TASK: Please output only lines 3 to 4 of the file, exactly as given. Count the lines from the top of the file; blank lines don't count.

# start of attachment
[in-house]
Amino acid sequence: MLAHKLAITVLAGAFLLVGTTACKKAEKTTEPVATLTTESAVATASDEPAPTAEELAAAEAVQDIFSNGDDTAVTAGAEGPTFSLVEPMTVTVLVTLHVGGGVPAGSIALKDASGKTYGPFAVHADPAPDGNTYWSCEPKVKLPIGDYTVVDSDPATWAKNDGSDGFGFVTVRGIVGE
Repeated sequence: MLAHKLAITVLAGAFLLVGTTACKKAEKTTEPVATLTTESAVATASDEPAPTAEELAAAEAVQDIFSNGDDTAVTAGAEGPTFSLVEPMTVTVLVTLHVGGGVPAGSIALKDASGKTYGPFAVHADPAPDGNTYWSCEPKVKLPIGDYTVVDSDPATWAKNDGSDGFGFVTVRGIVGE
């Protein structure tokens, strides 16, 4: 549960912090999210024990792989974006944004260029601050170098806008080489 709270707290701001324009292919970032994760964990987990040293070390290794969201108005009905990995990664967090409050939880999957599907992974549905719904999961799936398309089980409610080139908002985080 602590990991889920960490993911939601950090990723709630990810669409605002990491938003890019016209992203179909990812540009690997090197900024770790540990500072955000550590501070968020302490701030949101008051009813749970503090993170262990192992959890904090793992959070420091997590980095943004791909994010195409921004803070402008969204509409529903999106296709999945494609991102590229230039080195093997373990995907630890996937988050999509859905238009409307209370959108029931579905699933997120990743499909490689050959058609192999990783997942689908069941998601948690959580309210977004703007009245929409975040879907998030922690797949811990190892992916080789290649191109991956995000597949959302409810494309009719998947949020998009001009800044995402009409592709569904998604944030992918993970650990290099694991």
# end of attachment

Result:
Repeated sequence: MLAHKLAITVLAGAFLLVGTTACKKAEKTTEPVATLTTESAVATASDEPAPTAEELAAAEAVQDIFSNGDDTAVTAGAEGPTFSLVEPMTVTVLVTLHVGGGVPAGSIALKDASGKTYGPFAVHADPAPDGNTYWSCEPKVKLPIGDYTVVDSDPATWAKNDGSDGFGFVTVRGIVGE
């Protein structure tokens, strides 16, 4: 549960912090999210024990792989974006944004260029601050170098806008080489 709270707290701001324009292919970032994760964990987990040293070390290794969201108005009905990995990664967090409050939880999957599907992974549905719904999961799936398309089980409610080139908002985080 602590990991889920960490993911939601950090990723709630990810669409605002990491938003890019016209992203179909990812540009690997090197900024770790540990500072955000550590501070968020302490701030949101008051009813749970503090993170262990192992959890904090793992959070420091997590980095943004791909994010195409921004803070402008969204509409529903999106296709999945494609991102590229230039080195093997373990995907630890996937988050999509859905238009409307209370959108029931579905699933997120990743499909490689050959058609192999990783997942689908069941998601948690959580309210977004703007009245929409975040879907998030922690797949811990190892992916080789290649191109991956995000597949959302409810494309009719998947949020998009001009800044995402009409592709569904998604944030992918993970650990290099694991």